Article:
A court in Germany has ruled that the circumcision of young boys for non-medical reasons constitutes bodily harm. The court decided that a child’s right to physical integrity should override religious considerations and the rights of the child’s parents. The case involved a doctor in Cologne who carried out a circumcision on a four year-old boy which led to medical complications. The doctor was acquitted of a charge of grievous bodily harm, but the court decided to rule against the right of parents to impose the procedure on young boys. The British Humanist Association (BHA) welcomes the court’s decision, and would also like a debate on the outlawing of non-therapeutic infant circumcision in the UK.
The boy was circumcised by the doctor according to the wishes of his parents. Several days after the procedure, he started to bleed heavily and had to be taken to hospital. Prosecutors then charged the doctor with grievous bodily harm, but he was acquitted by a lower court on the grounds that he had acted within the law, because the boy’s parents had given their consent. On appeal, the doctor was acquitted again, but this time on the grounds that there was too much confusion over the legal situation surrounding male circumcision. In order to clear up this confusion, the court decided to rule against the right of parents to impose the procedure on young boys, if it is not carried out for medical reasons. The court decided that the ‘fundamental right of the child to bodily integrity outweighed the fundamental rights of the parents’.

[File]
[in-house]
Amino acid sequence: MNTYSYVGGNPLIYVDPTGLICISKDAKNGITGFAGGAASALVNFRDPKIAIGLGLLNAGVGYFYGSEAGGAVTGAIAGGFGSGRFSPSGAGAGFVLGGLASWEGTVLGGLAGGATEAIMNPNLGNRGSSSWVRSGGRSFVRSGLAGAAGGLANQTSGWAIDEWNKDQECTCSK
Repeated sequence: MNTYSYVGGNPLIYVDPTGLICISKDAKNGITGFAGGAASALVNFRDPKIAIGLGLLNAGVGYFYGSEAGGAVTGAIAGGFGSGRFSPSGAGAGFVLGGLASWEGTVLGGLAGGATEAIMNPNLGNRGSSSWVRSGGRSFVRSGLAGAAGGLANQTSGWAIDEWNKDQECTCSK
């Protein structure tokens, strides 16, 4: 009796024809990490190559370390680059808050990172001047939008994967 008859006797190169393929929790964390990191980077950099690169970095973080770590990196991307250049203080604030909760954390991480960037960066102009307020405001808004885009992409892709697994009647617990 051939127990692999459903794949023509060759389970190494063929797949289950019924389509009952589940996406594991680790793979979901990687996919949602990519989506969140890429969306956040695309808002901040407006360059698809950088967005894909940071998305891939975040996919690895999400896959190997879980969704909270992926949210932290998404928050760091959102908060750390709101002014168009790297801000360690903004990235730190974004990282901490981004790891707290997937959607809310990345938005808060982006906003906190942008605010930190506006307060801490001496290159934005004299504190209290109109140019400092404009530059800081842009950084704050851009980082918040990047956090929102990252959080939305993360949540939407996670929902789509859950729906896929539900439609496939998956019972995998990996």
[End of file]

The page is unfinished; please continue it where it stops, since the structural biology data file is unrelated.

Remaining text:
Pavan Dhaliwal, BHA Head of Public Affairs, commented that ‘It is wrong to carry out genital surgery on a child when the procedure has no medical justification, carries a risk of harm, is irreversible, and when the child is not in a position to give their consent. Female genital mutilation is already illegal in this country, and there also needs to be legislation to outlaw the circumcision of male children, when it is not carried out for medical reasons. This would not constitute an attack on religious freedom, because boys would still be allowed to be circumcised when they reach an age to consent, should they choose to undergo the procedure out of a believe that their covenant with god required it. But infants are too young to give their consent, and their right to bodily integrity must take precedence over the religious beliefs of their parents.’
For further comment or information contact Pavan Dhaliwal, Head of Public Affairs at email@example.com or on 0773 843 5059.
Media coverage of the court’s decision:
The law against female genital mutilation:
The British Humanist Association is the national charity working on behalf of ethically concerned, non-religious people in the UK. It is the largest organisation in the UK campaigning for an end to religious privilege and to discrimination based on religion or belief, and for a secular state.